Teach A Man To Garden And You Feed Him For A Lifetime
cory sundberg

Making healthy food choices is challenging for many reasons. There is certainly no shortage of information available about which foods to choose to ensure we get all the nutrients our bodies need. Here at HealthComU, we’ve covered everything from smart snacking to healthy options at fast food restaurants.

But often, the tips so readily available online assume two very important pieces of the puzzle: that the reader has access to healthy food options and that the reader can afford those healthy food options. For many, this simply isn’t the case. Add to that all the suggestions to eat organic foods, and it becomes even more difficult to eat recommended foods; according to a Consumer Reports study from 2015, organic foods are 47 percent more expensive than non-organic options.

Policy makers and community advocates have long touted farmer’s markets as “an important strategy in the efforts to bring affordable, healthy food options into low-income communities.” But just how to attract low-income shoppers to farmer’s markets continues to challenge those interested in enhancing urban and rural food access. For many, accessing a farmer’s market is no easier than accessing the grocery store, and although sometimes a more affordable option, farmer’s markets have also been criticized for having high and inconsistent prices.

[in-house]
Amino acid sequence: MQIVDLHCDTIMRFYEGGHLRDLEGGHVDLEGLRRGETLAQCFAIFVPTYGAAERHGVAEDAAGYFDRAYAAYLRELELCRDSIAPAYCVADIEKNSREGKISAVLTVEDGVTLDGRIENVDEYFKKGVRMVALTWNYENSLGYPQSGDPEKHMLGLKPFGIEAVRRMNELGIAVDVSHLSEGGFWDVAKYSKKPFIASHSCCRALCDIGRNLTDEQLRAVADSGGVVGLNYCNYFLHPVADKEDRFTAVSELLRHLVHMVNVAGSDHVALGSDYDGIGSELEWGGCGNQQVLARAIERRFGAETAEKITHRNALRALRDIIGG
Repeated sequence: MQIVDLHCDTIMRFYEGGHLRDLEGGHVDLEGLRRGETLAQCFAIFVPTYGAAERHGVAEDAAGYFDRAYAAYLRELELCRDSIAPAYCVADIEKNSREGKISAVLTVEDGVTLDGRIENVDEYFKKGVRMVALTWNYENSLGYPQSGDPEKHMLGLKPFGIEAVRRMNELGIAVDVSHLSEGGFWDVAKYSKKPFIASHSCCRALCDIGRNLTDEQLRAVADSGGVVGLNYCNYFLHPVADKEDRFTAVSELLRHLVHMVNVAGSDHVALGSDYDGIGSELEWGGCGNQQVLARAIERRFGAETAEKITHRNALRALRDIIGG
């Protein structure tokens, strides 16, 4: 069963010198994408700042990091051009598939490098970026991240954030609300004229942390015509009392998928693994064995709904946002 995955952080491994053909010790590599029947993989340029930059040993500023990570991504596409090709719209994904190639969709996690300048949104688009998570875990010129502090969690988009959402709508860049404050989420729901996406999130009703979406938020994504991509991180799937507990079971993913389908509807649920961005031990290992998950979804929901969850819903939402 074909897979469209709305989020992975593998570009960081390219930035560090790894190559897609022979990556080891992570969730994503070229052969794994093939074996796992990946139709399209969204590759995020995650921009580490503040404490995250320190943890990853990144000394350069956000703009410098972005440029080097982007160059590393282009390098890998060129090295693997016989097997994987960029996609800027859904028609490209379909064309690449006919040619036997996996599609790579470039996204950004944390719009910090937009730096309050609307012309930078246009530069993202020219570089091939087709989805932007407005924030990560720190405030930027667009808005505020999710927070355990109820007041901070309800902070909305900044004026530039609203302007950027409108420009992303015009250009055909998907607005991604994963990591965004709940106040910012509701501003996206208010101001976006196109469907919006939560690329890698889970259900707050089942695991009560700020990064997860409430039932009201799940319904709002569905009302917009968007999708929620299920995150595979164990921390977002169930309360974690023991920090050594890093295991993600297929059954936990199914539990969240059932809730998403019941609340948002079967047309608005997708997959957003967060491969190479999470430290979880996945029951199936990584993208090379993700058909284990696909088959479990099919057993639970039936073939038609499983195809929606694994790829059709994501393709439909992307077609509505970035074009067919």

But what if you brought the garden to the shopper?

The UC Master Gardener Program of Santa Clara County, a volunteer organization sponsored by the University of California Cooperative Extension (UCCE), aims to do just that. One program supported by the Master Gardner Program is the La Mesa Verde Program in San Jose, CA, a partnership with the Sacred Heart Community Service. The program, which launched in 2009, offers bilingual educational courses, and volunteers visit gardens at the families’ homes to provide guidance on growing vegetables. More than 100 families are currently participating in the program. Since its founding, La Mesa Verde has helped more than 500 families plant and grow gardens.

Taking a teach a man to fish approach, the La Mesa Verde Program helps members of the community plant and tend their own gardens. Every spring and fall, the Sacred Heart Community Service provides members with vegetable starts and seeds to plant in their own gardens. UCCE master gardeners hold demonstrations and training so that members in the program can learn how to plant the vegetables and how to tend to them as they grow. Topics of the educational sessions include soil health, seedling care, seasonal vegetables, beneficial insects, and pest management.

In turn, members of the program volunteer to help build gardens for new members, teach classes, and mentor new members, resulting in a true community atmosphere that provides more benefits than just fresh vegetables.

Summertime is the one season where everyone in the United States enjoys weather conducive to growing vegetables. Programs like the Master Gardener Program give the people most in need a little push to hopefully prepare them for a lifetime of healthy eating—from their own gardens!